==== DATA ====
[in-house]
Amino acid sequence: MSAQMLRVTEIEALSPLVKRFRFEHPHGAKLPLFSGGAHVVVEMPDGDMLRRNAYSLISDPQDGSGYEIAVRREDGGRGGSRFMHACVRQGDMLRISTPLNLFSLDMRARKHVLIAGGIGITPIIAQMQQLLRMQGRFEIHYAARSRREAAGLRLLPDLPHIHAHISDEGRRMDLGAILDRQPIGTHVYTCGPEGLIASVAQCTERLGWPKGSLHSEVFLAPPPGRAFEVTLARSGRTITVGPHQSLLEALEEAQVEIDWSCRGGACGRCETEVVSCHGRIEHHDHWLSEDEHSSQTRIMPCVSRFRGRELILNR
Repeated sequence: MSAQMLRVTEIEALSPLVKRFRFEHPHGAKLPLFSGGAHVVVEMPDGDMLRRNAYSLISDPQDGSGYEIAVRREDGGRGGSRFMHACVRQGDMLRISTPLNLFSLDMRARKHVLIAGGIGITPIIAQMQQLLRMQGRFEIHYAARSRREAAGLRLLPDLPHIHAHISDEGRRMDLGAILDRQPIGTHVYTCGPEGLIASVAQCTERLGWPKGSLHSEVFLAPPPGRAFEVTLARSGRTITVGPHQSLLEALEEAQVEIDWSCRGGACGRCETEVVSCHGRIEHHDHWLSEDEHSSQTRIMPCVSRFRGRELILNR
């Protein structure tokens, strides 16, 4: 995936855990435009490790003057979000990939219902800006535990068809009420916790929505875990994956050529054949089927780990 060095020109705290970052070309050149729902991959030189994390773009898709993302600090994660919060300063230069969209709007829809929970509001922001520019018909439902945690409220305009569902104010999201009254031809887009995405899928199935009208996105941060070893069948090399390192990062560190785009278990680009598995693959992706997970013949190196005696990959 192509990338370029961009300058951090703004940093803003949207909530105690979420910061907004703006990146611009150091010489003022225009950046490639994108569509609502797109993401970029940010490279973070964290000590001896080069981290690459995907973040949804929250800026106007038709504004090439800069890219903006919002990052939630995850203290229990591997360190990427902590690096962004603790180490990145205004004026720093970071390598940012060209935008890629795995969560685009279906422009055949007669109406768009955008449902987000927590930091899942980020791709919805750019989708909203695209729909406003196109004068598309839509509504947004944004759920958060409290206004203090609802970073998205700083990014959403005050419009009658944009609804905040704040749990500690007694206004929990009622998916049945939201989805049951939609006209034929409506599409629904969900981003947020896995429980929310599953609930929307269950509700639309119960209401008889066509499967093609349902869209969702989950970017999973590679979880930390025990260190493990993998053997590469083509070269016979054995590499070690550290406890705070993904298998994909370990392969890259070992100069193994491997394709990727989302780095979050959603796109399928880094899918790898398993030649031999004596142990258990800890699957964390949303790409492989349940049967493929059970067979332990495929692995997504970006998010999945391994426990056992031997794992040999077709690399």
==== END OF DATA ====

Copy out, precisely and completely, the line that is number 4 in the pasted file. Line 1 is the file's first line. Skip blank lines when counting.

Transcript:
């Protein structure tokens, strides 16, 4: 995936855990435009490790003057979000990939219902800006535990068809009420916790929505875990994956050529054949089927780990 060095020109705290970052070309050149729902991959030189994390773009898709993302600090994660919060300063230069969209709007829809929970509001922001520019018909439902945690409220305009569902104010999201009254031809887009995405899928199935009208996105941060070893069948090399390192990062560190785009278990680009598995693959992706997970013949190196005696990959 192509990338370029961009300058951090703004940093803003949207909530105690979420910061907004703006990146611009150091010489003022225009950046490639994108569509609502797109993401970029940010490279973070964290000590001896080069981290690459995907973040949804929250800026106007038709504004090439800069890219903006919002990052939630995850203290229990591997360190990427902590690096962004603790180490990145205004004026720093970071390598940012060209935008890629795995969560685009279906422009055949007669109406768009955008449902987000927590930091899942980020791709919805750019989708909203695209729909406003196109004068598309839509509504947004944004759920958060409290206004203090609802970073998205700083990014959403005050419009009658944009609804905040704040749990500690007694206004929990009622998916049945939201989805049951939609006209034929409506599409629904969900981003947020896995429980929310599953609930929307269950509700639309119960209401008889066509499967093609349902869209969702989950970017999973590679979880930390025990260190493990993998053997590469083509070269016979054995590499070690550290406890705070993904298998994909370990392969890259070992100069193994491997394709990727989302780095979050959603796109399928880094899918790898398993030649031999004596142990258990800890699957964390949303790409492989349940049967493929059970067979332990495929692995997504970006998010999945391994426990056992031997794992040999077709690399």